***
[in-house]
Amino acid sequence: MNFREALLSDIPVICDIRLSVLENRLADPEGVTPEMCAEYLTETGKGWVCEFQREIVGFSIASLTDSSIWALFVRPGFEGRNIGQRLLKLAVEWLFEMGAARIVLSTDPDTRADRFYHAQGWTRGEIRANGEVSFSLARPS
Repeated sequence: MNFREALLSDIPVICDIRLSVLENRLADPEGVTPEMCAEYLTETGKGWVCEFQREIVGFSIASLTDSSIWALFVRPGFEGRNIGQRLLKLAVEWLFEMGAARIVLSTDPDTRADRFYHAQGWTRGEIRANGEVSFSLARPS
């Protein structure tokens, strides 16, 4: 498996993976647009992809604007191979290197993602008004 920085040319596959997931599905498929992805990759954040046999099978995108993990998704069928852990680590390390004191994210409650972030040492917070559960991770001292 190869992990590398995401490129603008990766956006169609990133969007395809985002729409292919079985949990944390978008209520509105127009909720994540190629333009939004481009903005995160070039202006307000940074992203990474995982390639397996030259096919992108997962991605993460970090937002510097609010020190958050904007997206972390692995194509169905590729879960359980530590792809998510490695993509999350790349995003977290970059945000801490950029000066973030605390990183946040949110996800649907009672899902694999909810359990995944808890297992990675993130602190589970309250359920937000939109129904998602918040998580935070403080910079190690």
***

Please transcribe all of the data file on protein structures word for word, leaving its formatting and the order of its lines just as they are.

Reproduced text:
[in-house]
Amino acid sequence: MNFREALLSDIPVICDIRLSVLENRLADPEGVTPEMCAEYLTETGKGWVCEFQREIVGFSIASLTDSSIWALFVRPGFEGRNIGQRLLKLAVEWLFEMGAARIVLSTDPDTRADRFYHAQGWTRGEIRANGEVSFSLARPS
Repeated sequence: MNFREALLSDIPVICDIRLSVLENRLADPEGVTPEMCAEYLTETGKGWVCEFQREIVGFSIASLTDSSIWALFVRPGFEGRNIGQRLLKLAVEWLFEMGAARIVLSTDPDTRADRFYHAQGWTRGEIRANGEVSFSLARPS
């Protein structure tokens, strides 16, 4: 498996993976647009992809604007191979290197993602008004 920085040319596959997931599905498929992805990759954040046999099978995108993990998704069928852990680590390390004191994210409650972030040492917070559960991770001292 190869992990590398995401490129603008990766956006169609990133969007395809985002729409292919079985949990944390978008209520509105127009909720994540190629333009939004481009903005995160070039202006307000940074992203990474995982390639397996030259096919992108997962991605993460970090937002510097609010020190958050904007997206972390692995194509169905590729879960359980530590792809998510490695993509999350790349995003977290970059945000801490950029000066973030605390990183946040949110996800649907009672899902694999909810359990995944808890297992990675993130602190589970309250359920937000939109129904998602918040998580935070403080910079190690």